vibrate

When you feel something vibrate, it trembles and shakes. A mild earthquake, for example, might make your chandelier vibrate.

A hummingbird's wings vibrate, and so does an electric toothbrush. That extremely rapid back-and-forth movement is what happens when something vibrates. Something can also vibrate in a more musical, resonant way — the sound of an organ might vibrate through a church, for example. The root is the Latin word vibratus, which means "move quickly to and fro or shake."

Definitions of vibrate
1

v sound with resonance

Synonyms:
resonate
Types:
make vibrant sounds, purr
indicate pleasure by purring; characteristic of cats
Type of:
go, sound
make a certain noise or sound

v shake, quiver, or throb; move back and forth rapidly, usually in an uncontrolled manner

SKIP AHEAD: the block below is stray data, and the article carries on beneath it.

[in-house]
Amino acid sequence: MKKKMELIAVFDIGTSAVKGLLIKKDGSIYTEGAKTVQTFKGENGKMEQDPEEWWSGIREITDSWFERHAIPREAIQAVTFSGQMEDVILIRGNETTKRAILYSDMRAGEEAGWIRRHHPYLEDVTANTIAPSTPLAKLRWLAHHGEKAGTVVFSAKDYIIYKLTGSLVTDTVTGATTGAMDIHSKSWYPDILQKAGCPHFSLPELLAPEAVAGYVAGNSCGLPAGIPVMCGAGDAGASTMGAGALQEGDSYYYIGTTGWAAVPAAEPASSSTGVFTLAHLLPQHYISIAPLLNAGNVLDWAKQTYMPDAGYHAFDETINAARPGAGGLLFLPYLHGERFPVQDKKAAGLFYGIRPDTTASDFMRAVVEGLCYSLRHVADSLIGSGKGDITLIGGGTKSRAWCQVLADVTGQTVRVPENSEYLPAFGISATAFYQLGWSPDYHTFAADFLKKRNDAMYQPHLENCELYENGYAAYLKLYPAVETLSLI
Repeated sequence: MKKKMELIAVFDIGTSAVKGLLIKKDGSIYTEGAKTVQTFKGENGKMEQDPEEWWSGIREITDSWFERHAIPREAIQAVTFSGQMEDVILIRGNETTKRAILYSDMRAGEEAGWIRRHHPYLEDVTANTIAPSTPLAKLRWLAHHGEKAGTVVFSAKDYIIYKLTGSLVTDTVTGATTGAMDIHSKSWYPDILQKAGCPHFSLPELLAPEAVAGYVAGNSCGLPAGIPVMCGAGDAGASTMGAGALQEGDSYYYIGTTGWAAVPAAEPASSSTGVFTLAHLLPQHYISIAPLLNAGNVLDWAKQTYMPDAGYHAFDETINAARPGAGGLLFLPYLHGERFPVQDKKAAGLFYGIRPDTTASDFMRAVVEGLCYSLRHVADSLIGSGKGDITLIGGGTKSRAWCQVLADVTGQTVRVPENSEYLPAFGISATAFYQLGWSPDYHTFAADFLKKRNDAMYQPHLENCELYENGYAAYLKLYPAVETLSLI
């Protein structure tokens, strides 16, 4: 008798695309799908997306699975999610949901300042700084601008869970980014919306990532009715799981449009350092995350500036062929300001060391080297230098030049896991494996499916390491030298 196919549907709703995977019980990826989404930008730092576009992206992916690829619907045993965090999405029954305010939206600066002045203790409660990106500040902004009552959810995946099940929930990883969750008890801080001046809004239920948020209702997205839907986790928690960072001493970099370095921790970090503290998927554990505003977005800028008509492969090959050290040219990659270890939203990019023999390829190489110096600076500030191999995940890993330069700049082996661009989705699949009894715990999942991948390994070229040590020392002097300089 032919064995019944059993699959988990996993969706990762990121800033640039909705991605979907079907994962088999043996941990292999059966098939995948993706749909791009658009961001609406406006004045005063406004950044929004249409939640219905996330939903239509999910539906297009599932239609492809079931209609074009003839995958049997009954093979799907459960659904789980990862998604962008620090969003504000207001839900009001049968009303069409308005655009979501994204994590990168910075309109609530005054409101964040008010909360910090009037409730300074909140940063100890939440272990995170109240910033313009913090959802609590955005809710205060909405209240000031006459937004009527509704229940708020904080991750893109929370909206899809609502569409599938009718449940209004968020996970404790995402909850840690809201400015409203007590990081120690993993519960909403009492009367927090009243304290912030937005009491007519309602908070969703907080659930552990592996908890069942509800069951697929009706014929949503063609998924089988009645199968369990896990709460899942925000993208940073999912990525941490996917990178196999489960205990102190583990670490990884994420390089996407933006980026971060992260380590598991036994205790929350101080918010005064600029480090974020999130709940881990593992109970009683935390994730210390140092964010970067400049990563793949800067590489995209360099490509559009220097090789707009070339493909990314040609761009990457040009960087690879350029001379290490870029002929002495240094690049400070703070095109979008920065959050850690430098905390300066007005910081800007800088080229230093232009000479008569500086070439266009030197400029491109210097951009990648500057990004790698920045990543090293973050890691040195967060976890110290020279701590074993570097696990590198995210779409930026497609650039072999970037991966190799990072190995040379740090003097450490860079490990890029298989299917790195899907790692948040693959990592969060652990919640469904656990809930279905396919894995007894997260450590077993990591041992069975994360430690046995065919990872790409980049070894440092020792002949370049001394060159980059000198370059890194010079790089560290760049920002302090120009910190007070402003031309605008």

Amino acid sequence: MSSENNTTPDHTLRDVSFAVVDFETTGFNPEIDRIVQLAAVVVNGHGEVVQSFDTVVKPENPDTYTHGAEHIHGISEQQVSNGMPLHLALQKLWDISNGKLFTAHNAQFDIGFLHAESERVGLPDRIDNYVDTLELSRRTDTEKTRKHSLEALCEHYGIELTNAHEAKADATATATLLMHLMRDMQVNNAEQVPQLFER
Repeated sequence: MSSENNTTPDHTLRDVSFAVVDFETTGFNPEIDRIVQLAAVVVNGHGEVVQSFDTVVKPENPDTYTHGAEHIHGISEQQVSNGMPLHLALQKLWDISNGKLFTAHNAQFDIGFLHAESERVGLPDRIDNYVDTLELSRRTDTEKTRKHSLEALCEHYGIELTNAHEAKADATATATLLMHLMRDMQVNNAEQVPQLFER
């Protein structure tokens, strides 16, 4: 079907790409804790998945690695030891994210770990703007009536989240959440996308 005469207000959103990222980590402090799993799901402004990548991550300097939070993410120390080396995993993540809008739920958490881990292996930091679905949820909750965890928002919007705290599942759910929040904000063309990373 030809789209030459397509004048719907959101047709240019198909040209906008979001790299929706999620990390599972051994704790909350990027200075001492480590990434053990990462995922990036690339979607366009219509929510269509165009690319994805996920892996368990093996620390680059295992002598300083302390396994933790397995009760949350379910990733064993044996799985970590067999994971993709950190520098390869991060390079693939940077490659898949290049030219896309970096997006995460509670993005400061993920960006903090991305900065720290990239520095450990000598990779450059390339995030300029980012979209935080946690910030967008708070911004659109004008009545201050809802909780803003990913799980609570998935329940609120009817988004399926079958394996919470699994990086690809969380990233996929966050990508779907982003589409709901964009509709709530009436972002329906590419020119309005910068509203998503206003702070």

Types:
shimmy, wobble
tremble or shake
judder, shake
shake or vibrate rapidly and intensively
Type of:
move
move so as to change position, perform a nontranslational motion

v move or swing from side to side regularly

Synonyms:
oscillate
Types:
hunt
oscillate about a desired speed, position, or state to an undesirable extent
librate
vibrate before coming to a total rest
Type of:
sway, swing
move or walk in a swinging or swaying manner

v be undecided about something; waver between conflicting positions or courses of action

Synonyms:
hover, oscillate, vacillate
Types:
shillyshally
be uncertain and vague
Type of:
hesitate, waffle, waver
pause or hold back in uncertainty or unwillingness

v feel sudden intense sensation or emotion

Synonyms:
thrill, tickle
Type of:
excite, shake, shake up, stimulate, stir
stir the feelings, emotions, or peace of

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